Skater Lunch Box #41

This is the vegan version of my Pastina Pilaf (new recipe below), Easy Lemon Dill Tofu from Oh She Glows, some steamed asparagus, and some extra sauce from the tofu recipe that I brought along to eat with the asparagus.

When I'm feeling good, it's easy to take control of my food budget, find all the sale things, and cook things from scratch. I was feeling good when I cooked this. You could serve this with couscous and it would be easier, probably, but pastina was on sale and cooks up pretty quickly in and of itself. And I have always loved pastina--those itty bitty stars. Here's a close up so you can see them in all their starry glory.

See? Adorable.

Because this was meant to go with dill, I didn't put thyme in this particular pilaf, but it--and pretty much any herb you think is nice--is fair game, fresh or dried, whatever is on hand. I say it serves about 3-4 (as a side), but to be honest if could just eat a pot of this if I let myself.

Vegan Toasted Pastina Pilaf
Serves: About 3-4

1 small carrot
1/2 medium onion
1 small rib celery
1/4 cup vegan butter (I used Earth Balance buttery sticks)
6 oz. uncooked pastina (check to be sure yours is egg free)
2 cups of chicken-style veggie broth (I made mine with Better than Bouillon Not Chicken)
1 tablespoon chopped parsley
A pinch of dried thyme (optional)
Salt and pepper to taste, if needed (I didn't need it, and you probably won't if your broth is flavorful enough)

Chop veggies very finely, then pulse in a food processor. You want them to be minced, but not pureed. They should be the size of or smaller than your pasta shapes.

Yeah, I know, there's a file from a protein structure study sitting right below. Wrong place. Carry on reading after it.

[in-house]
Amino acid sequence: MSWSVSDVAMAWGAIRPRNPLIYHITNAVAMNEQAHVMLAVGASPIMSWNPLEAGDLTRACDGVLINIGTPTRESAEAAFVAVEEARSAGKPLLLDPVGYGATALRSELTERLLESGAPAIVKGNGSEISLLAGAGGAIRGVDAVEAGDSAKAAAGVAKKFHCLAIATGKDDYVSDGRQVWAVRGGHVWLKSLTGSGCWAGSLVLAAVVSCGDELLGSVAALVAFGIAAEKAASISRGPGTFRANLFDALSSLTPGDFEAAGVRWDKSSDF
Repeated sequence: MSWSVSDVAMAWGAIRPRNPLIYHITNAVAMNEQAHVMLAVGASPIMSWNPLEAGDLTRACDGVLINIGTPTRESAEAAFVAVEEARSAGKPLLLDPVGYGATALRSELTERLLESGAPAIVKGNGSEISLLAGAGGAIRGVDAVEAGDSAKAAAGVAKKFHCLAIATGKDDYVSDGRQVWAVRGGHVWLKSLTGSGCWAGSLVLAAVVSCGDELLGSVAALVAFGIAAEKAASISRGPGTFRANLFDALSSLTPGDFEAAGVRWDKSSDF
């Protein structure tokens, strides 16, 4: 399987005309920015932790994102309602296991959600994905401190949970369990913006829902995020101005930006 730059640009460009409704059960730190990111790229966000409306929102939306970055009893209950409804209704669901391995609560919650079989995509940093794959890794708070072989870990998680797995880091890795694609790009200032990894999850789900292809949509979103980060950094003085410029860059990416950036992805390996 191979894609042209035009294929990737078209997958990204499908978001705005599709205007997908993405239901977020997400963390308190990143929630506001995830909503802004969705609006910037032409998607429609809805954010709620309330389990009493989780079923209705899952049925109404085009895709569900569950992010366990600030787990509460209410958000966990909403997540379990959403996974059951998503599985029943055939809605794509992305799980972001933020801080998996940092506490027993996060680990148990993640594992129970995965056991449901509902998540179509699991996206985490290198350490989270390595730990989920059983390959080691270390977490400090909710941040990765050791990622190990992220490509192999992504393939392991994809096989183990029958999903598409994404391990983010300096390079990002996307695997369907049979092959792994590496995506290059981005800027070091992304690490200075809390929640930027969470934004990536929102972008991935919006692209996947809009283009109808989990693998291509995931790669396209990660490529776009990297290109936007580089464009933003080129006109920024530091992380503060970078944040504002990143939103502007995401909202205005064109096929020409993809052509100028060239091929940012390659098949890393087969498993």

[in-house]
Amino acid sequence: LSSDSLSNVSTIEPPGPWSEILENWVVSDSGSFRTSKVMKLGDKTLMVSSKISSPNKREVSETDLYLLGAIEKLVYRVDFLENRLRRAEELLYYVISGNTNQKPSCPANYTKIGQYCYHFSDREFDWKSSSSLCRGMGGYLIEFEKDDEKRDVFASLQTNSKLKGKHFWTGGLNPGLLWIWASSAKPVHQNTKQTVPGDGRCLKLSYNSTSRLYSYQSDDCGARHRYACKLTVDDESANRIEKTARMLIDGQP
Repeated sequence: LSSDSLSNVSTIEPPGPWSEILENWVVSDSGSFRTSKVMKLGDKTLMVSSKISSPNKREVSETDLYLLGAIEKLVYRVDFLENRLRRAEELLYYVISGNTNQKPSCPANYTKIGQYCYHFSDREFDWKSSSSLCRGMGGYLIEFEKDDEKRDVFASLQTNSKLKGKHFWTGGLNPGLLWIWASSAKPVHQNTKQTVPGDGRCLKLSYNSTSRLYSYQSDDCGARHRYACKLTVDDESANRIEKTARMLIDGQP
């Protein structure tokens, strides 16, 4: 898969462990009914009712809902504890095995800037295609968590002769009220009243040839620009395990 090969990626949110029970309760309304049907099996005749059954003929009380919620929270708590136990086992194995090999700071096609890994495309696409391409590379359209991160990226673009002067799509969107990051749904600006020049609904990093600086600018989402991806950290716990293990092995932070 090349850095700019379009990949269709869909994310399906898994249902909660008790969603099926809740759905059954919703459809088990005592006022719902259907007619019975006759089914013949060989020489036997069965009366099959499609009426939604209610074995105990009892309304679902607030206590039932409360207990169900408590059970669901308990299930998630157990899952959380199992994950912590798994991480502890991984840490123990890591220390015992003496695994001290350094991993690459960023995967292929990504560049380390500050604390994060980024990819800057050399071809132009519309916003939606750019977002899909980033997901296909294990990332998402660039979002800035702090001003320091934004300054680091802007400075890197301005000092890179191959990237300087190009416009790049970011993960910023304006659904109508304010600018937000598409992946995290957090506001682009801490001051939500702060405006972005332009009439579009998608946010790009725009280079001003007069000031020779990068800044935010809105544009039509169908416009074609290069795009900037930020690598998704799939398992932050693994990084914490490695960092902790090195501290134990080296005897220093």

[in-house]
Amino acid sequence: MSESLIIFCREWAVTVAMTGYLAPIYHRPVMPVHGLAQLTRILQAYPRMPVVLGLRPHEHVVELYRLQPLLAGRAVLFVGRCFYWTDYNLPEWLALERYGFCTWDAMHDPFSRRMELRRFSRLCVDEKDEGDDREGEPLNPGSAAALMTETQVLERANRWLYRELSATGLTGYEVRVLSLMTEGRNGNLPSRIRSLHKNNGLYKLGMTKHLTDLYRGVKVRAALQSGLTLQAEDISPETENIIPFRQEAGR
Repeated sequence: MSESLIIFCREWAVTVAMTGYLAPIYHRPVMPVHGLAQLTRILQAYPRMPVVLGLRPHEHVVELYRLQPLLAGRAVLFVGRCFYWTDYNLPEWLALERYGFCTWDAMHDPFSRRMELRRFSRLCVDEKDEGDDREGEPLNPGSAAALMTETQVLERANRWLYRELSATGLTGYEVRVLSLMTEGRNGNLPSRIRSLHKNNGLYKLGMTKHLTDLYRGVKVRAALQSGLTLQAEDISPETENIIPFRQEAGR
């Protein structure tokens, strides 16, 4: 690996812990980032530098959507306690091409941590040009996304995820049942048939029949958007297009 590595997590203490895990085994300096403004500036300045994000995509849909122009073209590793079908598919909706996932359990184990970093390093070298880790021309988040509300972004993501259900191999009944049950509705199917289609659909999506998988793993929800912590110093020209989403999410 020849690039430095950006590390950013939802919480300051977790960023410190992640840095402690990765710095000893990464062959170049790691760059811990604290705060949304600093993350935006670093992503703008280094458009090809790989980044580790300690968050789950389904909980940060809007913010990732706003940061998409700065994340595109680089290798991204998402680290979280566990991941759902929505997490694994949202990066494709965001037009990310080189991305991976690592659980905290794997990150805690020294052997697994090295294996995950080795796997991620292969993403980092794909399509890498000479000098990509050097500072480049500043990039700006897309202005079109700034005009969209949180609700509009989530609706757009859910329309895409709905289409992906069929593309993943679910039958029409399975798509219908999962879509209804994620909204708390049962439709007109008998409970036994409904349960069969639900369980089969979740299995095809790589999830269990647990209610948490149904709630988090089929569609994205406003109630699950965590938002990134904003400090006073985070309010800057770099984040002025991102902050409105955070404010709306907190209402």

Melt butter in a medium saucepan over medium heat. Add vegetables and cook, stirring, until softened, but do not allow them to brown. Add dry pasta and stir well to coat with the butter and vegetable mixture. Cook, stirring, until the pasta begins to take on a light brown color. (That's what makes this toasted.)

Stir in the remaining ingredients and bring to a boil, then turn down to a simmer. Cook about five minutes, or until pasta has cooked through. You may still have some liquid in the pot, but don't worry and resist the urge to drain it. Let it sit for a bit and the pasta will absorb it in all its flavorful goodness.

By the way, nothing bad will happen if you stir it while it cooks but you have no need to stir it.

If you pack this for lunch, it works best if you pack it hot or let it cool down from hot, rather than chilled leftovers. It's fine, in fact, in my opinion, lovely at room temperature as well as hot, but the key thing is that the butter will taste better if it isn't hardened. (And the leftovers are wonderful, too, if you manage not to eat it all in one sitting.)


  1. Your pastina pilaf looks amazing; I definitely need to try this recipe sometime!


Post a Comment

Popular Posts